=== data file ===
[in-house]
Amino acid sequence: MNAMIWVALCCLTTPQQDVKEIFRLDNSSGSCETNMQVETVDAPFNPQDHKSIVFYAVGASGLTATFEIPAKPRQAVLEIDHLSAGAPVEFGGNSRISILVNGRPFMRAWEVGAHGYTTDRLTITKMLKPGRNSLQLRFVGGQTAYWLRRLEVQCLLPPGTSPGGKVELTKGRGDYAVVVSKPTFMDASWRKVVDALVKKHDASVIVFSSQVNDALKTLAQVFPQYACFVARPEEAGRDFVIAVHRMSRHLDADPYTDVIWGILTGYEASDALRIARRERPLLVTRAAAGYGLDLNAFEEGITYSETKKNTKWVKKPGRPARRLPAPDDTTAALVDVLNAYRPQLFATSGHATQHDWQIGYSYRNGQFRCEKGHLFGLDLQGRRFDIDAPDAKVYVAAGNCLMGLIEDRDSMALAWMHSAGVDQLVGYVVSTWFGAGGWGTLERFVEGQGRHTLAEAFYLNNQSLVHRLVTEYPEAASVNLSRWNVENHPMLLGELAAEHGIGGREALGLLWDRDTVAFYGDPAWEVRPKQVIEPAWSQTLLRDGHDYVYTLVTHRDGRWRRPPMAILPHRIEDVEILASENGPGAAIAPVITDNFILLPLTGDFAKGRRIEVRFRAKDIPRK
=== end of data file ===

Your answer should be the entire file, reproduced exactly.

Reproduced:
[in-house]
Amino acid sequence: MNAMIWVALCCLTTPQQDVKEIFRLDNSSGSCETNMQVETVDAPFNPQDHKSIVFYAVGASGLTATFEIPAKPRQAVLEIDHLSAGAPVEFGGNSRISILVNGRPFMRAWEVGAHGYTTDRLTITKMLKPGRNSLQLRFVGGQTAYWLRRLEVQCLLPPGTSPGGKVELTKGRGDYAVVVSKPTFMDASWRKVVDALVKKHDASVIVFSSQVNDALKTLAQVFPQYACFVARPEEAGRDFVIAVHRMSRHLDADPYTDVIWGILTGYEASDALRIARRERPLLVTRAAAGYGLDLNAFEEGITYSETKKNTKWVKKPGRPARRLPAPDDTTAALVDVLNAYRPQLFATSGHATQHDWQIGYSYRNGQFRCEKGHLFGLDLQGRRFDIDAPDAKVYVAAGNCLMGLIEDRDSMALAWMHSAGVDQLVGYVVSTWFGAGGWGTLERFVEGQGRHTLAEAFYLNNQSLVHRLVTEYPEAASVNLSRWNVENHPMLLGELAAEHGIGGREALGLLWDRDTVAFYGDPAWEVRPKQVIEPAWSQTLLRDGHDYVYTLVTHRDGRWRRPPMAILPHRIEDVEILASENGPGAAIAPVITDNFILLPLTGDFAKGRRIEVRFRAKDIPRK